There arrives with raising a family that one day where your child discovers a profound truth. My teenage son in passing mentioned how he loved Frank Sinatra. “What!” Then I queried with barely contained excitement. “How did you find out about one of the greatest singers in history?” My son then, with a typical teenage eye roll, “Youtube, of course.” In a moment my world was shattered, my mind was blown, and expectations destroyed. You see, how does a 21st Century teen discover amongst the noise of the web such greatness? How does one filter clips of kittens, video game memes, and feats of stupidity to find the gem of Frank Sinatra’s music? As my pastor reminds us, faith is caught–not taught. More precisely, you cannot tell your son who the greatest singer in the history of the planet is, he must find his way there. Truth rises to the top. Even when it comes to the church music of yesteryear. How much “new” church music can we truly handle? In a world where church music is built on moments, catching anything is looked at as a disease rather than a blessing. Anything in worship music before 2012 is officially forgotten! The idea of singing “Oceans”–written in the ancient year of 2013–is frowned upon. Even Brian Houston declares that the song that made the Hillsong brand many millions…
From time to time I indulge in sharing music that many of you might not hear about in the main industry. Indie worship projects are as good or better than anything produced by major labels. Here is an example of a recent release. I have to say I love the new album Songs in the Key of the Congregation by Rick Muchow, worship coach, songwriter, and former worship pastor at Saddleback Community Church. Rick’s music company is named appropriately “Encouraging Music”–a label easily attached to the years of encouragement dished out by Rick to worship leaders and congregations all over the hemisphere. Encouragement isn’t always the easy words one gives. Rick pulls us deeper with this project just as he does in his mentoring. Beyond all that Rick brings to the table, it is musically produced with excellence and the tones and sounds are as modern as anything out there. With the modern worship flavored hymns such as “A Mighty Fortress is Our God” and “How Great Thou Art” as well as “Building My Life On Your Word (Solid Rock)” we find an appreciation with passing on to new generations timeless songs of our faith. These hymn arrangements are approachable but fresh. It is not hard to see my church using all of them this year. What is even better are the originals. “Do What…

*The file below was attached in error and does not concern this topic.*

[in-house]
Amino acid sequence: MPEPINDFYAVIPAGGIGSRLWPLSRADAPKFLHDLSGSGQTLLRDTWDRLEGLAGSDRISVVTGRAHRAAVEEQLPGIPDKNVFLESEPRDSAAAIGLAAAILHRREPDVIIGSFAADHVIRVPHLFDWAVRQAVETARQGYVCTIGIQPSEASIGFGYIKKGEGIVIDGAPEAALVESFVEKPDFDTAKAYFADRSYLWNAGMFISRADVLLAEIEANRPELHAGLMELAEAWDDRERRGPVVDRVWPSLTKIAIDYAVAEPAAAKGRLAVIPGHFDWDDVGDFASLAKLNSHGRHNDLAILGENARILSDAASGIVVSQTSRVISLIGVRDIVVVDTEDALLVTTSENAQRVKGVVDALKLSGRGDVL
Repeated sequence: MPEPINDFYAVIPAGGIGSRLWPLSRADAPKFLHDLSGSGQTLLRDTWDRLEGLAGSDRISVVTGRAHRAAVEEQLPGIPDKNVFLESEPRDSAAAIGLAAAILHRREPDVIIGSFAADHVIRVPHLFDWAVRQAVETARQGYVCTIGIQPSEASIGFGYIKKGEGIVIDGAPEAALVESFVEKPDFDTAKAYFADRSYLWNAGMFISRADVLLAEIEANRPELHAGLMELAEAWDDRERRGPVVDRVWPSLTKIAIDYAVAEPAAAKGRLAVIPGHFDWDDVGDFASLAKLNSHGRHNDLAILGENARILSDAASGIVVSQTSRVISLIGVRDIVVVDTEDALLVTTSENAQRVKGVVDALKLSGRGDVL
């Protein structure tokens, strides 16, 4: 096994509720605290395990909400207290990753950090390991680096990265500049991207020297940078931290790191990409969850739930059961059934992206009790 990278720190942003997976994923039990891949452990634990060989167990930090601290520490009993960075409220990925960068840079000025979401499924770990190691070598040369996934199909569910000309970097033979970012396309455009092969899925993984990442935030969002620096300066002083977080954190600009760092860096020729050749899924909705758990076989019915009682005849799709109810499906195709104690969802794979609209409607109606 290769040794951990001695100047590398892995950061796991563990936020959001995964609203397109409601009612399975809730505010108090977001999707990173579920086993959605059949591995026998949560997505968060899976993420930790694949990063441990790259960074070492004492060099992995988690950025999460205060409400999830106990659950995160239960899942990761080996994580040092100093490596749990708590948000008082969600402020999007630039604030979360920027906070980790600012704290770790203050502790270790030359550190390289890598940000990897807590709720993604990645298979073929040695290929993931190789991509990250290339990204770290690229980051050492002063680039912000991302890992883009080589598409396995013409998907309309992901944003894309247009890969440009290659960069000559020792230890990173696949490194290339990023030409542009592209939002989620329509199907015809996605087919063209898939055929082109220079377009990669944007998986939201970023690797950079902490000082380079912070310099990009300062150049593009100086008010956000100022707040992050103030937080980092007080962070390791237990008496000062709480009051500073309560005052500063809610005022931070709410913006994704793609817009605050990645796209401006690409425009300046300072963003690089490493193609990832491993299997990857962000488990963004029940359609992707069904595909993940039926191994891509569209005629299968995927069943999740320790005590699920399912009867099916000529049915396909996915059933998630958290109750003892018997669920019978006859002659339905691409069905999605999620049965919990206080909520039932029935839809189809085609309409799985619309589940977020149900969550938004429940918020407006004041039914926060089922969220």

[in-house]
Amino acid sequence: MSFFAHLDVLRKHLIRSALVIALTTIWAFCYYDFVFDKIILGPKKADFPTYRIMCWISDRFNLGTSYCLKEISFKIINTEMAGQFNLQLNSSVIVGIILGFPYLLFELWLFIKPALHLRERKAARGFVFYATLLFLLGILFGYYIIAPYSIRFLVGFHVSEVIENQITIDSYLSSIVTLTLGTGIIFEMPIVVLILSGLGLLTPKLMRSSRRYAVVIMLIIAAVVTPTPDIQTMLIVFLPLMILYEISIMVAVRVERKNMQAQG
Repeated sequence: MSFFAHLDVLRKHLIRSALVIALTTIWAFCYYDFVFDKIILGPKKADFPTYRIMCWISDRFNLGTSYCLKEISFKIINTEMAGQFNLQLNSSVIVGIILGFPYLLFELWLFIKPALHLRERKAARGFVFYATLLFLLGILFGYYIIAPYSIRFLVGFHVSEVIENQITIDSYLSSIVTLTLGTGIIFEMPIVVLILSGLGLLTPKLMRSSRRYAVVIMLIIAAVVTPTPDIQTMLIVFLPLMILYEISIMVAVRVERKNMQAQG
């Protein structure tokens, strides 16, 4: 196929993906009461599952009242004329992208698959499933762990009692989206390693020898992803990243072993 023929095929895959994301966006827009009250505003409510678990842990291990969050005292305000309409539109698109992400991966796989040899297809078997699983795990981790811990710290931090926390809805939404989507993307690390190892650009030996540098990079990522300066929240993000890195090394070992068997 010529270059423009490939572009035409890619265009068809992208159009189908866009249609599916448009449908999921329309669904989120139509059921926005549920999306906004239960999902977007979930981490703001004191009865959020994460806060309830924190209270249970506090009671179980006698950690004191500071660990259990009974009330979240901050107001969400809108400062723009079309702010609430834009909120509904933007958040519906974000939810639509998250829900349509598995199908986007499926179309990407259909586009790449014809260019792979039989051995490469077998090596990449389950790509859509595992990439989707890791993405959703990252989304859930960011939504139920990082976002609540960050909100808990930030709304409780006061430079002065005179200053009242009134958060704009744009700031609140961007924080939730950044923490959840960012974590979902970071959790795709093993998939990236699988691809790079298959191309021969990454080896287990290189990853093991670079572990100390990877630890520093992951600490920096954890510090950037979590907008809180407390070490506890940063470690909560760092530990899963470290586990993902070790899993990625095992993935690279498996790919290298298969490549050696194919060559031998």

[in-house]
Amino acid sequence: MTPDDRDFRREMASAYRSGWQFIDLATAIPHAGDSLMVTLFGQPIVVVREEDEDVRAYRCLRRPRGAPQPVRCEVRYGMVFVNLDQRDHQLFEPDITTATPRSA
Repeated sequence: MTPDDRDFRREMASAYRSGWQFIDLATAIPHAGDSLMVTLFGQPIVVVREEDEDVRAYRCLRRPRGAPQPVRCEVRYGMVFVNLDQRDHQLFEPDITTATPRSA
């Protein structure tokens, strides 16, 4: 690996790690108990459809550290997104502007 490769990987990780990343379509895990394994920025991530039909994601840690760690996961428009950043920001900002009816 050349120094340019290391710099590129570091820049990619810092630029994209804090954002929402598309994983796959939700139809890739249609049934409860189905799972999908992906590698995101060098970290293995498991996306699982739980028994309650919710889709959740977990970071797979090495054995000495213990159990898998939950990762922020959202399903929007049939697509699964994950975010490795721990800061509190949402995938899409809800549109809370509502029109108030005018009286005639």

A few years ago, a young adult very openly expressed his frustration with worship at church. “Rich, why is it that I feel closer to God at a Coldplay concert than I do at church?” This was a stunning admission, because it represented not just his experience but that of many and perhaps spoke to some doubts in my own mind. However, what came from this conversation changed how I viewed worship in church. Worship at church should either be made more like the secular music out there, if that is truly more spiritual. Or, there is something missing in the worship at church that needed to be changed. I tried the first, making relevancy a goal, but I think that hand has been overplayed. So, I am left with the second idea. What is missing?
I get asked a lot about keyboards in modern worship, as I have played in worship teams as well as been a worship leader for many years. So, I thought I’d give away some practices that have allowed me to succeed in that role. Whether you use a traditional keyboard like a Nord, Korg, or Yamaha or a soft synth from your laptop or iPad, these tips should apply. By the way, I have written a couple other posts specifically on the differences of using these: Modern Worship Keyboards: Laptop vs. Traditional Synth or Modern Worship Keyboards: My setup for loops, clicks, and keys with MainStage.
There are so many choices these days when addressing your keyboard needs for modern worship. Shell out say $3,000 for a synth by Nord, Yamaha, or Roland. Or, use your laptop and a controller like Axiom Pro or Studio Logic. I get a lot of questions about this topic, so I thought I would give you my thinking in hopes it aids in deciding for you the best option.
When an acoustic guitarist can spend $3,000 simply on a nice professional Taylor or Martin to lead worship with, the range in price is such that $500 might sound terrible while $5,000 terrific when you talk about wood, manufacturing, and the pickup electronics. I am here to say that you might feel less cool using a controller, but the geeky-ness of a laptop/iPad setup means for about $1,500 you can sound as good as a $3,300 workstation. If you already own a laptop, it might be less than that!